Buprenorphine: The Pharmacist's View
Sponsored adThis sponsor paid to have this advertisement placed in this section.
Medication-Assisted Treatment has achieved prominence in addiction medicine as the opioid epidemic continues to cause great harm and concern. Recent legislations will make it easier for patients to receive MAT, and new formulations of the medication buprenorphine (the active ingredient in Suboxone, Zubsolv, and Bunavail) will continue to become available. Few people are in a better position to comment on the benefits and risks associated with MAT than Jake Nichols, a pharmacist with a personal history of opioid addiction. Here is Dr. Nichols’ view from the field…Richard Juman, PsyD
On April 9th, 2010, I awoke to find myself lying in bed in a detox facility just outside of Boston. At the age of 34, trained and employed as a pharmacist, married, and a father, this was the last place I imagined I would end up. For over 15 years, I had convinced myself that as a pharmacist, I was educated enough to avoid becoming an addict. Over the next four months, I participated in 12-step meetings, completed an intensive outpatient program, was treated with buprenorphine, and engaged in regular counseling sessions. On July 26th, 2010, I achieved my goal of becoming drug-free, and have been so ever since, largely in part to my involvement in a structured 5-year recovery program administered by the state for health care professionals. From the minute I engaged in treatment, I was absolutely fascinated by the field and quickly decided that I wanted to spend the rest of my professional career working in addiction medicine. I began speaking publicly about my experiences as an addict and educating others on the benefits of treatment. By the grace of God, this blossomed into much-needed employment opportunities. I had begun the process of filing for bankruptcy, and luckily was spared from having to do so. My work in the addiction treatment industry has allowed me to travel around the country and observe how addiction medicine is practiced. Through my own personal involvement with patient and parent support groups, I also have direct interaction with those still struggling with the disease, as well as those being adversely affected by it. I have met thousands of folks in recovery from every walk of life. I am honored to be able to share my observations from the past six years from working in the field. Please note that the following does not represent the opinions of my employer—they are entirely my own.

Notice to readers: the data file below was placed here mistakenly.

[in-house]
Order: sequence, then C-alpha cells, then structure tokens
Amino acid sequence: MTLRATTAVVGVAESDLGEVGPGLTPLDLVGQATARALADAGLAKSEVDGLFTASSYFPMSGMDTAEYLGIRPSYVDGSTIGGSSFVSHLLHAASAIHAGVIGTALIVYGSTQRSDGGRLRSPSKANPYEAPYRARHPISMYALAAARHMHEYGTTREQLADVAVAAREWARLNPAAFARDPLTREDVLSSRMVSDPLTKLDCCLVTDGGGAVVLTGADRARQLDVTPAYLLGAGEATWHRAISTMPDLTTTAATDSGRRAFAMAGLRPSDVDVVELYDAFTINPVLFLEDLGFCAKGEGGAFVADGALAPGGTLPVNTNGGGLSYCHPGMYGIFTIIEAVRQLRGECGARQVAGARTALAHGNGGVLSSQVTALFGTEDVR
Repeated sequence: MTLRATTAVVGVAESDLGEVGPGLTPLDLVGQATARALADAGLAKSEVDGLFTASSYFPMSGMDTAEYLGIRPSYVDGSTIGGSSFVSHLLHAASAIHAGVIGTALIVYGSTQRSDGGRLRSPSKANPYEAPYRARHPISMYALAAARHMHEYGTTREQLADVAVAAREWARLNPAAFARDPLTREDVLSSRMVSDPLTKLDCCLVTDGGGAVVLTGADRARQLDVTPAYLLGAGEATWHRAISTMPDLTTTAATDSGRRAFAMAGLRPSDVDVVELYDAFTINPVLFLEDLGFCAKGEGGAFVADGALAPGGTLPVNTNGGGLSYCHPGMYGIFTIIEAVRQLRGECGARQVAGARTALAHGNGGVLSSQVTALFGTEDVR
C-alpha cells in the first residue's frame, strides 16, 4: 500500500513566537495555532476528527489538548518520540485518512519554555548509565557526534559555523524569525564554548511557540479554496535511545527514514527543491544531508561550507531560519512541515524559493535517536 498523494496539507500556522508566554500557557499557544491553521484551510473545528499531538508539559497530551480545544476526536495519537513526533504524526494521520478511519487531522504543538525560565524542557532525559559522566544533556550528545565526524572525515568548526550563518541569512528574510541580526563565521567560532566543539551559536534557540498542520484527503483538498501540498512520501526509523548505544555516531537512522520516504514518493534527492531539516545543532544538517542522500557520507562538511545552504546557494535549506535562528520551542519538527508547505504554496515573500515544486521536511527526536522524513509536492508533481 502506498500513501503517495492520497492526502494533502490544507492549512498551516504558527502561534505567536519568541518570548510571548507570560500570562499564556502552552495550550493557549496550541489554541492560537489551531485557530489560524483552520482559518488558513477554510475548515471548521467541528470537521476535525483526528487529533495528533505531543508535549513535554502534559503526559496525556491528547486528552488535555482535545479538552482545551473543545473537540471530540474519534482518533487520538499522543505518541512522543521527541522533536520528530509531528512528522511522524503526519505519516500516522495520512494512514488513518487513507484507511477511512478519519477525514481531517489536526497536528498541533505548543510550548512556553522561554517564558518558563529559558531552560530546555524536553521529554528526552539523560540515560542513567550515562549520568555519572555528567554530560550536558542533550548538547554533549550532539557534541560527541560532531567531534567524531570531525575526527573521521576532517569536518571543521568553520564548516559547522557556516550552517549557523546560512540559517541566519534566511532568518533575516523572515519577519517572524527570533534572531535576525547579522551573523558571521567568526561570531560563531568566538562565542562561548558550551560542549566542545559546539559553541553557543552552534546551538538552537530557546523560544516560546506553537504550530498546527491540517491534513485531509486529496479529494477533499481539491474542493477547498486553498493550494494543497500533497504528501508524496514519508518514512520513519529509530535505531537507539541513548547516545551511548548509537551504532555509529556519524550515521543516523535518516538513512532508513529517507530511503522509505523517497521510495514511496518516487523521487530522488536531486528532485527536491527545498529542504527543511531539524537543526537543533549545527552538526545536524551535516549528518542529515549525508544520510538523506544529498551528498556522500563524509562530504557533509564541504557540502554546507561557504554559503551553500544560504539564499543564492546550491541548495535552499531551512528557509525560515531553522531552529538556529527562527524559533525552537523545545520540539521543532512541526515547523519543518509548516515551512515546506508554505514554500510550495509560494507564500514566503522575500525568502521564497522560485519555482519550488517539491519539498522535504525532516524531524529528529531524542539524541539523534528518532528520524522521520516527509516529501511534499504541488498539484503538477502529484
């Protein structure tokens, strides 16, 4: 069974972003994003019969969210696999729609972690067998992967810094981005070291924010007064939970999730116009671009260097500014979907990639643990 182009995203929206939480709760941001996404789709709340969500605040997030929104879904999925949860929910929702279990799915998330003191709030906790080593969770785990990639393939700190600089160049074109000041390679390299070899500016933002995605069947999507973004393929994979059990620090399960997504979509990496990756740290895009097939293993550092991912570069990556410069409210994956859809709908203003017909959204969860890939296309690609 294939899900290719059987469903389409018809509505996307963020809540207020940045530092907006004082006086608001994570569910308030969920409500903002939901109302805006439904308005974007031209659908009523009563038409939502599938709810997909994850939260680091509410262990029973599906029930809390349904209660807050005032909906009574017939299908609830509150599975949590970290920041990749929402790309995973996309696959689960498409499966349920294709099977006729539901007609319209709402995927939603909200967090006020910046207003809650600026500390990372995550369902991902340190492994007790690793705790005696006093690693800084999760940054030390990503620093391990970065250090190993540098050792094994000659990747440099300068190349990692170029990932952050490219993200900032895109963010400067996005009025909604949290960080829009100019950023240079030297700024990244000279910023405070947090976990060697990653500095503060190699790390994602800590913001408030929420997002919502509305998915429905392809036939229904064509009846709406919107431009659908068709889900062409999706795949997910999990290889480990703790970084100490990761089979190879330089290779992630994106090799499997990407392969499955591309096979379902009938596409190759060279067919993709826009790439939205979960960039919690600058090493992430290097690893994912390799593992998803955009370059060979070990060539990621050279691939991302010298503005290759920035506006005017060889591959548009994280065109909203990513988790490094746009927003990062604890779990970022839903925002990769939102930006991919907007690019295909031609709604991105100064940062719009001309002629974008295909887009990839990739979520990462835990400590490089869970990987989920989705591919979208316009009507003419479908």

Sponsored adThis sponsor paid to have this advertisement placed in this section.
There are truly many incredible, caring, and altruistic clinicians working in this field
I have worked in many areas of medicine over the course of my 16-year career. Without question, this field employs some of the most pure, selfless, caring, empathetic, and nonjudgmental individuals on the face of the earth. At a time in our history where most of what we see in the media qualifies as evil and horrific, the culture within the addiction medicine community is the polar opposite. Many folks work for low wages and put up with angry patients and work long hours without a single complaint. They can be regularly yelled and cursed at, argued with, and challenged without wavering from their dedication to helping folks achieve success. This disease frequently causes patients to become something that they are not—and most clinicians that deal with them can usually see that. I recognize that many folks in the field have had a personal experience that has drawn them into practicing addiction medicine, but there are also many others who have not. These individuals in particular intrigue and amaze me. When I first entered the field, I firmly believed that only those with personal experience with this disease could be effective clinicians—I was wrong. There are many who have gravitated to the practice based on their observations that this is truly a disease and that many people are suffering. It’s a public health crisis and epidemic—it should be “all hands on deck.”
There are many misconceptions, opinions, and conflicting viewpoints on Medically-Assisted Treatment